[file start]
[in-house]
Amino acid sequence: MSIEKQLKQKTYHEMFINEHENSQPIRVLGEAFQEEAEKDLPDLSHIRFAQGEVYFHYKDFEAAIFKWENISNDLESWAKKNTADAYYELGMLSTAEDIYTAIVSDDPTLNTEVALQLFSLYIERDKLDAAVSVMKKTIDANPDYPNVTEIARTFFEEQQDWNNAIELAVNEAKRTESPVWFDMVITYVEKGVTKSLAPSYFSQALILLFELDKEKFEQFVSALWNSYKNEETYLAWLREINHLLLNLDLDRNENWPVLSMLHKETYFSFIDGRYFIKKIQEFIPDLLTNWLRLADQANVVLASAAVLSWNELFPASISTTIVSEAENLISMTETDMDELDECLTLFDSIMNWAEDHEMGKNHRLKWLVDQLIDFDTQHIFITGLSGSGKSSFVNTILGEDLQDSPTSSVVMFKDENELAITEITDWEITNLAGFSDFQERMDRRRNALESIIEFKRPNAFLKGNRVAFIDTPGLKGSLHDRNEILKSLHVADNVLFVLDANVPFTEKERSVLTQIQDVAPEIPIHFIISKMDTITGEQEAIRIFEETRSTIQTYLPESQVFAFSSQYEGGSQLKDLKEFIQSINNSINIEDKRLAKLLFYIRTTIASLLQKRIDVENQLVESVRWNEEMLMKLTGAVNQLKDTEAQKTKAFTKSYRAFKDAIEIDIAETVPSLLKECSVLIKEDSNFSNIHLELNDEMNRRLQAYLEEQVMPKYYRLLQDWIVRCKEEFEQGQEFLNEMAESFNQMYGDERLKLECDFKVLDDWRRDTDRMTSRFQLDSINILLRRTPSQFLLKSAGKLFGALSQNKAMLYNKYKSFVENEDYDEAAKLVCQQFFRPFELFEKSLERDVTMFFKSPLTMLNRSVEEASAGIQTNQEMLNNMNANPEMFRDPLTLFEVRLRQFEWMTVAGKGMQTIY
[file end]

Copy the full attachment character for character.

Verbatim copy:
[in-house]
Amino acid sequence: MSIEKQLKQKTYHEMFINEHENSQPIRVLGEAFQEEAEKDLPDLSHIRFAQGEVYFHYKDFEAAIFKWENISNDLESWAKKNTADAYYELGMLSTAEDIYTAIVSDDPTLNTEVALQLFSLYIERDKLDAAVSVMKKTIDANPDYPNVTEIARTFFEEQQDWNNAIELAVNEAKRTESPVWFDMVITYVEKGVTKSLAPSYFSQALILLFELDKEKFEQFVSALWNSYKNEETYLAWLREINHLLLNLDLDRNENWPVLSMLHKETYFSFIDGRYFIKKIQEFIPDLLTNWLRLADQANVVLASAAVLSWNELFPASISTTIVSEAENLISMTETDMDELDECLTLFDSIMNWAEDHEMGKNHRLKWLVDQLIDFDTQHIFITGLSGSGKSSFVNTILGEDLQDSPTSSVVMFKDENELAITEITDWEITNLAGFSDFQERMDRRRNALESIIEFKRPNAFLKGNRVAFIDTPGLKGSLHDRNEILKSLHVADNVLFVLDANVPFTEKERSVLTQIQDVAPEIPIHFIISKMDTITGEQEAIRIFEETRSTIQTYLPESQVFAFSSQYEGGSQLKDLKEFIQSINNSINIEDKRLAKLLFYIRTTIASLLQKRIDVENQLVESVRWNEEMLMKLTGAVNQLKDTEAQKTKAFTKSYRAFKDAIEIDIAETVPSLLKECSVLIKEDSNFSNIHLELNDEMNRRLQAYLEEQVMPKYYRLLQDWIVRCKEEFEQGQEFLNEMAESFNQMYGDERLKLECDFKVLDDWRRDTDRMTSRFQLDSINILLRRTPSQFLLKSAGKLFGALSQNKAMLYNKYKSFVENEDYDEAAKLVCQQFFRPFELFEKSLERDVTMFFKSPLTMLNRSVEEASAGIQTNQEMLNNMNANPEMFRDPLTLFEVRLRQFEWMTVAGKGMQTIY